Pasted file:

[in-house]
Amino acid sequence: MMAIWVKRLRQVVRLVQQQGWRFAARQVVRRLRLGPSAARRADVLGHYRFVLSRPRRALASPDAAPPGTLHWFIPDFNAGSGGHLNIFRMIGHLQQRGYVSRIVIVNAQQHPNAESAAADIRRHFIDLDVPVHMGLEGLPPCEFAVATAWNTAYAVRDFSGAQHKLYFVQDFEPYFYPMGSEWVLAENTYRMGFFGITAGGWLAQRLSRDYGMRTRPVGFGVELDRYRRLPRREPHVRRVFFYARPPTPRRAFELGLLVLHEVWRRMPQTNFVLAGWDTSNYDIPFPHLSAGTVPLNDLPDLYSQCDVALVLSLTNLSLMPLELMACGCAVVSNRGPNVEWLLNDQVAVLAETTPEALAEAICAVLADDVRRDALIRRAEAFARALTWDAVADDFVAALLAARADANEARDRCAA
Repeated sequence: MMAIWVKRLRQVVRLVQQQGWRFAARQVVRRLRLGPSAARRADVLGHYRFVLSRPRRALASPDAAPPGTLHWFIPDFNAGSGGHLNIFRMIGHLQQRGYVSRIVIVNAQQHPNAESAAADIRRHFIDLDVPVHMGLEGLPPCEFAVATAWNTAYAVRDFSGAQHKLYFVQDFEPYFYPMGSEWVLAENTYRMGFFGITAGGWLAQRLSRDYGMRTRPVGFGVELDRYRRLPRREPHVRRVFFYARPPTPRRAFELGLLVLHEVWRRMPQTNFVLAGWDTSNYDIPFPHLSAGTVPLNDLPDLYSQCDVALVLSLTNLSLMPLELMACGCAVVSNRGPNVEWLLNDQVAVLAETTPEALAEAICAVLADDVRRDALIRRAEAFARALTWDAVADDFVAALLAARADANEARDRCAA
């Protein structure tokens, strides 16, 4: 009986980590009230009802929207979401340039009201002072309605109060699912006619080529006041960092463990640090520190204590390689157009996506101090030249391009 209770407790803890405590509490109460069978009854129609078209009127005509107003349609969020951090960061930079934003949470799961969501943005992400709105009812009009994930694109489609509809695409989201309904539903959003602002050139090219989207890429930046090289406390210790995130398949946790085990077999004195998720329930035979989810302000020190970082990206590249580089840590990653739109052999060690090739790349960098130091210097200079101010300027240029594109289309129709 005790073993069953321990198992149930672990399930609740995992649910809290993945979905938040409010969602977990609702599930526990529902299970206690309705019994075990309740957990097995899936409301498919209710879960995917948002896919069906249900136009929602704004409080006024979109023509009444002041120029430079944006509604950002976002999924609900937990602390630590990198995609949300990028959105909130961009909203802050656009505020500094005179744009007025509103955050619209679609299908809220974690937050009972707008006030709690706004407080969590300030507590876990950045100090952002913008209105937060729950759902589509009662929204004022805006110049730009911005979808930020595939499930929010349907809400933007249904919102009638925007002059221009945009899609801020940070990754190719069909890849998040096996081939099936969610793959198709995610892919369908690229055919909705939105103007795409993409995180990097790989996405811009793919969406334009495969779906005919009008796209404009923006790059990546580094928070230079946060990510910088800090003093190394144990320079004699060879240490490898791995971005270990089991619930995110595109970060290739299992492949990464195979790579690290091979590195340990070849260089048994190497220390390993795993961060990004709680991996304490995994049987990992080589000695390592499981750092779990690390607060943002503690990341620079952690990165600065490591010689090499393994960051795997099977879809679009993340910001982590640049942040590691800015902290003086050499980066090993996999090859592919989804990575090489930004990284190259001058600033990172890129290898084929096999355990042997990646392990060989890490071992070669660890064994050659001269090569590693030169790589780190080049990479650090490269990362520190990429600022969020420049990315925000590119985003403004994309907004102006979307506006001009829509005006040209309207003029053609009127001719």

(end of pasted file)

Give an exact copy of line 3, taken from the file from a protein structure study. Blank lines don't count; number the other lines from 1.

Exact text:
Repeated sequence: MMAIWVKRLRQVVRLVQQQGWRFAARQVVRRLRLGPSAARRADVLGHYRFVLSRPRRALASPDAAPPGTLHWFIPDFNAGSGGHLNIFRMIGHLQQRGYVSRIVIVNAQQHPNAESAAADIRRHFIDLDVPVHMGLEGLPPCEFAVATAWNTAYAVRDFSGAQHKLYFVQDFEPYFYPMGSEWVLAENTYRMGFFGITAGGWLAQRLSRDYGMRTRPVGFGVELDRYRRLPRREPHVRRVFFYARPPTPRRAFELGLLVLHEVWRRMPQTNFVLAGWDTSNYDIPFPHLSAGTVPLNDLPDLYSQCDVALVLSLTNLSLMPLELMACGCAVVSNRGPNVEWLLNDQVAVLAETTPEALAEAICAVLADDVRRDALIRRAEAFARALTWDAVADDFVAALLAARADANEARDRCAA